Sillago is one of three genera in the family Sillaginidae containing the smelt-whitings, and contains 29 species, making Sillago the only non-monotypic genus in the family. Distinguishing among Sillago species can be difficult, with many similar in appearance and colour, forcing the use of swim bladder morphology as a definitive feature. All whiting species are benthic in nature and generally live in shallow, protected waters, although there are exceptions. Minor fisheries exist around various species of Sillago, making them of minor importance in most of their range.


The genus Sillago is one of three genera in the family Sillaginidae, itself part of the Percoidea, a suborder of the Perciformes. The name Sillago was first coined by famed taxonomist Georges Cuvier as a genus for his newly described species, Sillago acuta, which was later found to be a junior synonym of S. sihama. John Richardson placed the genus, along with Sillaginodes and Sillaginopsis in a family, which he named the Sillaginidae in 1846. Many species, both valid and invalid were added to the genus, and it was not until 1985 when Roland McKay of the Queensland Museum published a revision of the family Sillaginidae that the complex relationships between these names was cleared up. McKay further divided Sillago into three subgenera based primarily on the morphology of the swim bladder.

  • Silliganopodys: Swimbladder greatly reduced, with no duct-like process and no haemal funnel
  • Sillago: A double post-coelomic extension penetrating the tail region
  • Parasillago: A single post-coelomic extension of the swimbladder

These subgenera are not universally accepted; for example, FishBase does not currently use them.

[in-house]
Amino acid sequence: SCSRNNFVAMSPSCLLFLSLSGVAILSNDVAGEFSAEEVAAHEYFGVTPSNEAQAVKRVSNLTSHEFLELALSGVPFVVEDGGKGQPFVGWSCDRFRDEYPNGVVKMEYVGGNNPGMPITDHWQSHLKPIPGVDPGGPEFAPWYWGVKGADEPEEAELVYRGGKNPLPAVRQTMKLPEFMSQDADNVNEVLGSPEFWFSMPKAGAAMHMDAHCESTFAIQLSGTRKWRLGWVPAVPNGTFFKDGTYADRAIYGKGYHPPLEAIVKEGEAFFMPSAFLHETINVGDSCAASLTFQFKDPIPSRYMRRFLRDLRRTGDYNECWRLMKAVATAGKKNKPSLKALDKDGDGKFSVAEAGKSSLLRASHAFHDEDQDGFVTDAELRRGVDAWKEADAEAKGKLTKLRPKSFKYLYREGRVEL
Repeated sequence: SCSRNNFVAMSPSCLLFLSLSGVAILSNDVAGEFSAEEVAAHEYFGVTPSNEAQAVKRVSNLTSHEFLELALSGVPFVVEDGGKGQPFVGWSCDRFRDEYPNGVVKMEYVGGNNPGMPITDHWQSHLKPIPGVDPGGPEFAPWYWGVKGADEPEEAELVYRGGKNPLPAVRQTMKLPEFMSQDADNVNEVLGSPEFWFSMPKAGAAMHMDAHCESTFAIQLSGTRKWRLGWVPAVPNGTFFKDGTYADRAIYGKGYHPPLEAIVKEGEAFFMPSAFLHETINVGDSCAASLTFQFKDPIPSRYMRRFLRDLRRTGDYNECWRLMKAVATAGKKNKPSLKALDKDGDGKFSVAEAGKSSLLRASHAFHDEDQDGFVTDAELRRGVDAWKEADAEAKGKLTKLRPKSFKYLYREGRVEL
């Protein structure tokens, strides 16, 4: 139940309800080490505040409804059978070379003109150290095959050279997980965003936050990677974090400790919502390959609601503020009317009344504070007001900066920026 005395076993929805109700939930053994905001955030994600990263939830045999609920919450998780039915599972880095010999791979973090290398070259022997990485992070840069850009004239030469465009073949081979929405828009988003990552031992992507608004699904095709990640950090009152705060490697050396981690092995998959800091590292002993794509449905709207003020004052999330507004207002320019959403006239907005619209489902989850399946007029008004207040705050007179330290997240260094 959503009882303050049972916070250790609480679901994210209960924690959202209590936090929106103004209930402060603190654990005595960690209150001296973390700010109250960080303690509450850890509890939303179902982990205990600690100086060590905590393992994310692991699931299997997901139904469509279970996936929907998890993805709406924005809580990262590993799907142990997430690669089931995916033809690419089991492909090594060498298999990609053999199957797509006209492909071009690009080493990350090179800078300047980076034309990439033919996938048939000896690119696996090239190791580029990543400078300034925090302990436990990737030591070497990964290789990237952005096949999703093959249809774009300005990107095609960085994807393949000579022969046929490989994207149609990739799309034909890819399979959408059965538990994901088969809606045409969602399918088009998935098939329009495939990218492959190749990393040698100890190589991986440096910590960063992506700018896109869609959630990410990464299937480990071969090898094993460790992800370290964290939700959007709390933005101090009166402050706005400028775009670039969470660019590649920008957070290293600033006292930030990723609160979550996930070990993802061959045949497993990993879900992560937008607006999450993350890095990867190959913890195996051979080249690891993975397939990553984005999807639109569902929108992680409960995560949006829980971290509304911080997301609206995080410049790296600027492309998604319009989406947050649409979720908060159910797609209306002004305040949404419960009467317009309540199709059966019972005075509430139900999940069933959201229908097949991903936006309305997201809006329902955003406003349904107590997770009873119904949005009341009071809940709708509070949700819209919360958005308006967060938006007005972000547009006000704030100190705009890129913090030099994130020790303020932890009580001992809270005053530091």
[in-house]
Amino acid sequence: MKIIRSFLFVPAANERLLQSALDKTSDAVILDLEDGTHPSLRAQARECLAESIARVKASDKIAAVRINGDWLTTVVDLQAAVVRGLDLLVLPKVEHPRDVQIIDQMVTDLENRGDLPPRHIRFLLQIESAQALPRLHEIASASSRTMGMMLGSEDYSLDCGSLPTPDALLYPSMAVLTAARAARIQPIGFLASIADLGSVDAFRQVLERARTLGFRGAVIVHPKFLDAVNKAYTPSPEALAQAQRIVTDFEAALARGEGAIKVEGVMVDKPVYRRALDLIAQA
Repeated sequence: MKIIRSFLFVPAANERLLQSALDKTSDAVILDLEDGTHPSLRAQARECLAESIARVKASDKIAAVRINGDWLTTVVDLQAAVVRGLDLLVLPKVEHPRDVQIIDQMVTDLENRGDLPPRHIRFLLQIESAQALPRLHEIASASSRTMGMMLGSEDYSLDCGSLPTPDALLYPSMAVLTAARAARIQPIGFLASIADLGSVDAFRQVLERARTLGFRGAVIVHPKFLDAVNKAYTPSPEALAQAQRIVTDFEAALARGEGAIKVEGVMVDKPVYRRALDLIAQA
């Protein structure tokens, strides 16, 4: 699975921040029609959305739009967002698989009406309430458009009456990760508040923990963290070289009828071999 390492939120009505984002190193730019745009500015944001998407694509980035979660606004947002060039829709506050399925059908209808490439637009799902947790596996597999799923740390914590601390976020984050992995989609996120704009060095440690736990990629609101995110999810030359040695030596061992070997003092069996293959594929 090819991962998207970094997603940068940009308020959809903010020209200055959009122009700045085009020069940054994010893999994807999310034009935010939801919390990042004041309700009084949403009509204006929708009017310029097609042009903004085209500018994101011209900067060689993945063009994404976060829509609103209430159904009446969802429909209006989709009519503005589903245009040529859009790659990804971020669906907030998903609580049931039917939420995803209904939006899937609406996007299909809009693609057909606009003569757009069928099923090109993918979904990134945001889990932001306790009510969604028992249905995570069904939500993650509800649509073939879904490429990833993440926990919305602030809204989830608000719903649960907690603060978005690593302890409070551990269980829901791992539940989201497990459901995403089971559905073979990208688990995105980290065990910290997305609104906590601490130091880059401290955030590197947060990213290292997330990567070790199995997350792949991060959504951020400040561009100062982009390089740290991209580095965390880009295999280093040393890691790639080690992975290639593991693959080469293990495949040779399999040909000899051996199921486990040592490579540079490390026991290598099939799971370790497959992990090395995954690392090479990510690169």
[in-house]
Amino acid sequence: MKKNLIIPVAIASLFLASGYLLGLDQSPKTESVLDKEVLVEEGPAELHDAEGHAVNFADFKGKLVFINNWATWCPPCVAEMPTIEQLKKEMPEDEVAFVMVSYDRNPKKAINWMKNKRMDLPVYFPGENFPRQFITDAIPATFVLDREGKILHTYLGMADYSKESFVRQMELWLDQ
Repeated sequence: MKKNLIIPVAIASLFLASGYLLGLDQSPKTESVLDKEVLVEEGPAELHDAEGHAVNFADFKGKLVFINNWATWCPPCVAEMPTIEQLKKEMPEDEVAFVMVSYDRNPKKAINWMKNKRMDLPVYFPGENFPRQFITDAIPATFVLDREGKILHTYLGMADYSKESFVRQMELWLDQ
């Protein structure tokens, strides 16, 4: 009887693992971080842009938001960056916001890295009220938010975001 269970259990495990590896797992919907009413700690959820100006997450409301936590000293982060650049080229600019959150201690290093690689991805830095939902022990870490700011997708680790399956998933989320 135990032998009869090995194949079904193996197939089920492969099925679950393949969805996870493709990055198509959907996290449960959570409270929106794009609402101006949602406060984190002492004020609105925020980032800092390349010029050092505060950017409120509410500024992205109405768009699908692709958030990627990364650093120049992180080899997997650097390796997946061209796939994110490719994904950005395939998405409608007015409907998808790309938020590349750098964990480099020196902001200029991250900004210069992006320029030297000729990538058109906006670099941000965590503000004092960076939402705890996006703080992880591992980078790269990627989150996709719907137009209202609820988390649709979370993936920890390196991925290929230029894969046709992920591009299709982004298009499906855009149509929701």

The name Sillago is derived from a locality or region within Australia, possibly after Sillago Reef near Whitsunday Island in Queensland.


This is an exhaustive list of all species currently considered valid by FishBase, itself based on Roland McKay's 1992 FAO Synopsis of the Sillaginidae.


All species in the genus Sillago are similar to other members of the Sillaginidae family in profile, with the distinctive compressed, long, tapering body common to all species. The definitive characteristic for Sillago is the presence of a swim bladder, in all but one case (Sillago chondropus) having a duct-like process from the ventral surface to near the anus. Their swim bladders are often complex, further distinguishing them from the genera Sillaginodes and Sillaginopsis (which often lacks a swim bladder entirely).

Members of the genus usually have a silver to gold-brown colour depending on their habitat, with shallow sand flat fish having a more silver appearance, while estuary and silt bottom dwellers having a darker brown colour.

Distribution and habitat

With 29 species, the genus Sillago has the widest distribution of any smelt-whiting genus, spanning much of the Indo-Pacific. The genus ranges from the east coast of Africa to Japan in the east and Southern Australia in the south, with most species concentrated around South East Asia, the Indonesian Archipelago and Australia. Many species have overlapping distribution, often making positive identification hard.

Sillagos are generally coastal fishes, inhabiting a variety of shallow water habitats including open sand flats, muddy substrates and beaches with moderately strong wave action. Some species enter estuaries and even penetrate fresh water for considerable periods, especially during vulnerable stages of their life cycle. Shallow water of a few centimetres is also occupied by juvenile sillagos, especially in the vicinity of cover such as seagrass beds or mangroves. A few species are known to inhabit deeper offshore waters, with fish known from trawls up to 180 m (600 ft) deep.

Relationship to humans

Various species of Sillago represent minor local fisheries in their ranges, with many having commercial importance. Fish are taken by a variety of methods including seine, gill and cast nets as well as by line. Recreational fishing for Sillago is common, especially in Australia where they are valued as food fish or for live bait for larger species. Estuarine aquaculture in India, Japan and Taiwan has utilized sillagos as an important species, and similar trials have been conducted in Australia.


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